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The Daily Wildcat

The Daily Wildcat

 

Tucson bars implement new sexual safety policies

Erich Healy / Arizona Daily Wildcat

The Surly Wench Pub and three other 4th Ave bars have partnered with the Southern Arizona Center Against Sexual Assault to bring the Nightlife Safety Project. Participating bars and clubs agree to adopt a zero-tolerance policy for unwanted sexual aggression. If patrons are being harassed, they can ask bar staff for assistance.
Erich Healy
Erich Healy / Arizona Daily Wildcat The Surly Wench Pub and three other 4th Ave bars have partnered with the Southern Arizona Center Against Sexual Assault to bring the Nightlife Safety Project. Participating bars and clubs agree to adopt a zero-tolerance policy for unwanted sexual aggression. If patrons are being harassed, they can ask bar staff for assistance.

Many women think being harassed at bars comes with the territory.

The Nightlife Safety Project, a program through the Southern Arizona Center Against Sexual Assault, is recruiting Tucson bars to take a zero-tolerance stance against harassment.

“”Sexual aggression predicts sexual assault,”” said Rowan Frost, project supervisor for the Southern Arizona Center Against Sexual Assault. “”You need to look at the social norms that promote the behavior.””

Frost said she thought up the program after hearing from a friend who worked at a gay bar where 60 percent of the clientele were straight women.

“”Why do straight women go to gay bars?”” Frost said. “”So they won’t be harassed.””

Program developers surveyed a small group of women and found 88 percent of women had experienced unwanted sexual aggression at bars and 44 percent experienced physical aggression, according to Frost.

The definition of harassment varies from person to person, according to Erin Strange, the violence prevention specialist for the UA Oasis Program Against Sexual Assault.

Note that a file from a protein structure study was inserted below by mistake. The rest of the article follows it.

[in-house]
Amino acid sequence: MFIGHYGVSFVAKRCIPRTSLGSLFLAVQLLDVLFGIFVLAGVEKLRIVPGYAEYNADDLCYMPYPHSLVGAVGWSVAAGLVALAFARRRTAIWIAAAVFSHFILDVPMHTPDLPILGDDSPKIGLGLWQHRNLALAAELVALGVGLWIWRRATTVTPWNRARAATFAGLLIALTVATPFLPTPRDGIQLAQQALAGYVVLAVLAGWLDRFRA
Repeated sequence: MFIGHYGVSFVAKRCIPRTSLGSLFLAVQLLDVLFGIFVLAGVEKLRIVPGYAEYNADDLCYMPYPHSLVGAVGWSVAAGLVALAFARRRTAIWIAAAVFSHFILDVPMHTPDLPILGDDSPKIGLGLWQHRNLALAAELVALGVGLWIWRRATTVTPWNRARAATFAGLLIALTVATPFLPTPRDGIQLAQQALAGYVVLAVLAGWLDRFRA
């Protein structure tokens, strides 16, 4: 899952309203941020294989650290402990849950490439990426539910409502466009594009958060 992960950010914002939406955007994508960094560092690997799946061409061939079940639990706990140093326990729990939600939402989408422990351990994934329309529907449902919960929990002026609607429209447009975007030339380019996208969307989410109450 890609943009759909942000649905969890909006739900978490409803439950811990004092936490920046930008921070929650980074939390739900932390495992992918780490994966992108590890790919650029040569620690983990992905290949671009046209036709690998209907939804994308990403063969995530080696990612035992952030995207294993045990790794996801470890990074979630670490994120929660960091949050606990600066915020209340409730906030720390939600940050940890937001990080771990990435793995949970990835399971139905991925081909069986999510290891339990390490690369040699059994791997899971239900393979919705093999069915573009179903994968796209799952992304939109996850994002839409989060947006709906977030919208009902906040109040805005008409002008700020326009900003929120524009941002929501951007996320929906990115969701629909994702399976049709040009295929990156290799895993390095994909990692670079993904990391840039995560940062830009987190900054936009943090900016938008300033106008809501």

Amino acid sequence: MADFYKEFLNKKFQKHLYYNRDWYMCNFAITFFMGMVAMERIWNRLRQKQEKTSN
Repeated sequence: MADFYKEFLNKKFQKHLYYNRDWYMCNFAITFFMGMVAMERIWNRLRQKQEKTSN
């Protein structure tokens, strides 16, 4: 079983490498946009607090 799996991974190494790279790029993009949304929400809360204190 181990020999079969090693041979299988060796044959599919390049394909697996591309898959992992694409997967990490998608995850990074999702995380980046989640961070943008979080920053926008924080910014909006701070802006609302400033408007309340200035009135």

“”I think we all need to be very aware of where our boundaries are at,”” Strange said. “”If your inner-voice is telling you something doesn’t feel right, say something.””

Music composition senior Lori Richardson said she experienced harassment while at a bar.

“”It was in L.A., and the bartender didn’t know how to handle it,”” Richardson said.

“”It was a guy from Ireland. It was just making me mad how he kept insinuating going home with him. He put his hand on my leg.””

Richardson said the bartender eventually stepped in to ask if she was uncomfortable.

Frost said the Nightlife Safety Program is geared toward women ages 21 to 24 who have recently entered the bar scene. According to Frost, these women may not be able to tell men to “”buzz off”” as easily as older women.

Participating bars first adopted a zero-tolerance policy toward sexual aggression; next, program coordinators led a one-hour training session for bar staff.

The training session teaches staff how to handle sexual aggression. Frost said many bartenders and bouncers are aware of problems, but do not know when to step in.

The program asks bar staff to interfere if there is an obvious problem.

“”And also give women a chance to solve the problem on their own,”” Frost said.

Richardson said she goes to bars on Fourth Avenue and thinks the program will be beneficial.

“”But then again, if you’re a girl going to a bar you should expect it, and you need to be careful,”” Richardson said.

Andrew Ryan, an employee at the Sky Bar on Fourth Avenue, said the bar joined the Nightlife Safety Project “”without hesitation.””

“”It was a no-brainer thing to do,”” Ryan said.

Ryan said the program will show customers the bar is a safe space.

“”I’d say we were already pretty aware,”” Ryan said. “”This is a nice thing to make it official and make sure patrons know we’ve done this.””

The program is advertised with a sign on the sidewalk and a plaque inside the bar. Ryan said the bar staff will also verbally convey the zero-tolerance stance to customers.

Strange said the presence of the program may make women more comfortable reporting problems.

“”Maybe some women wouldn’t have thought of that before,”” Strange said. Frost has recruited five bars for the program so far and hopes to add more. She said coffee shops have also approached her about participation.

“”I love the idea of it becoming a community project,”” Frost said.

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